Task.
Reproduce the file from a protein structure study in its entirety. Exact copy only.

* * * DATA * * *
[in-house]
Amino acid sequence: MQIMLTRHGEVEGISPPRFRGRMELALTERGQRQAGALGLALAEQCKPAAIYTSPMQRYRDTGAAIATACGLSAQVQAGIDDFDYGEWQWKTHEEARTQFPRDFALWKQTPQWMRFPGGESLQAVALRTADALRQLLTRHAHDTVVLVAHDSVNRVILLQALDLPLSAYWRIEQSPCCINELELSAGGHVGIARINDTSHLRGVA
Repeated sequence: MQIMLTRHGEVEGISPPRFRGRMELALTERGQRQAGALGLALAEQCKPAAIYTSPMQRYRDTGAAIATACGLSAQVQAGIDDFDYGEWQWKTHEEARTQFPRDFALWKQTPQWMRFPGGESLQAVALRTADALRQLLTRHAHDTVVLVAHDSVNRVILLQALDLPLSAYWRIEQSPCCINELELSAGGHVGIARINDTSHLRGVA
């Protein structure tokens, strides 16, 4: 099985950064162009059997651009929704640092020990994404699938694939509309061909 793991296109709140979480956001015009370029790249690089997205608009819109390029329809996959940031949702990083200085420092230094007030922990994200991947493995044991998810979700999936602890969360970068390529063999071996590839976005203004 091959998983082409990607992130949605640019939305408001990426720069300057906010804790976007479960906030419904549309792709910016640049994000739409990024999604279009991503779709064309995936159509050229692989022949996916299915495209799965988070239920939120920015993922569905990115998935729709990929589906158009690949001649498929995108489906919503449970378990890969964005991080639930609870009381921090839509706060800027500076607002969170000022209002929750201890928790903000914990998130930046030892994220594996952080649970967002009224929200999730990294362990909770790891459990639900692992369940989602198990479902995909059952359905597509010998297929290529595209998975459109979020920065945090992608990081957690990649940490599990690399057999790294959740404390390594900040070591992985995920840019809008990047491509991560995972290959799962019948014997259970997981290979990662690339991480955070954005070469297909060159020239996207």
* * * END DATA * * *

[in-house]
Amino acid sequence: MQIMLTRHGEVEGISPPRFRGRMELALTERGQRQAGALGLALAEQCKPAAIYTSPMQRYRDTGAAIATACGLSAQVQAGIDDFDYGEWQWKTHEEARTQFPRDFALWKQTPQWMRFPGGESLQAVALRTADALRQLLTRHAHDTVVLVAHDSVNRVILLQALDLPLSAYWRIEQSPCCINELELSAGGHVGIARINDTSHLRGVA
Repeated sequence: MQIMLTRHGEVEGISPPRFRGRMELALTERGQRQAGALGLALAEQCKPAAIYTSPMQRYRDTGAAIATACGLSAQVQAGIDDFDYGEWQWKTHEEARTQFPRDFALWKQTPQWMRFPGGESLQAVALRTADALRQLLTRHAHDTVVLVAHDSVNRVILLQALDLPLSAYWRIEQSPCCINELELSAGGHVGIARINDTSHLRGVA
């Protein structure tokens, strides 16, 4: 099985950064162009059997651009929704640092020990994404699938694939509309061909 793991296109709140979480956001015009370029790249690089997205608009819109390029329809996959940031949702990083200085420092230094007030922990994200991947493995044991998810979700999936602890969360970068390529063999071996590839976005203004 091959998983082409990607992130949605640019939305408001990426720069300057906010804790976007479960906030419904549309792709910016640049994000739409990024999604279009991503779709064309995936159509050229692989022949996916299915495209799965988070239920939120920015993922569905990115998935729709990929589906158009690949001649498929995108489906919503449970378990890969964005991080639930609870009381921090839509706060800027500076607002969170000022209002929750201890928790903000914990998130930046030892994220594996952080649970967002009224929200999730990294362990909770790891459990639900692992369940989602198990479902995909059952359905597509010998297929290529595209998975459109979020920065945090992608990081957690990649940490599990690399057999790294959740404390390594900040070591992985995920840019809008990047491509991560995972290959799962019948014997259970997981290979990662690339991480955070954005070469297909060159020239996207």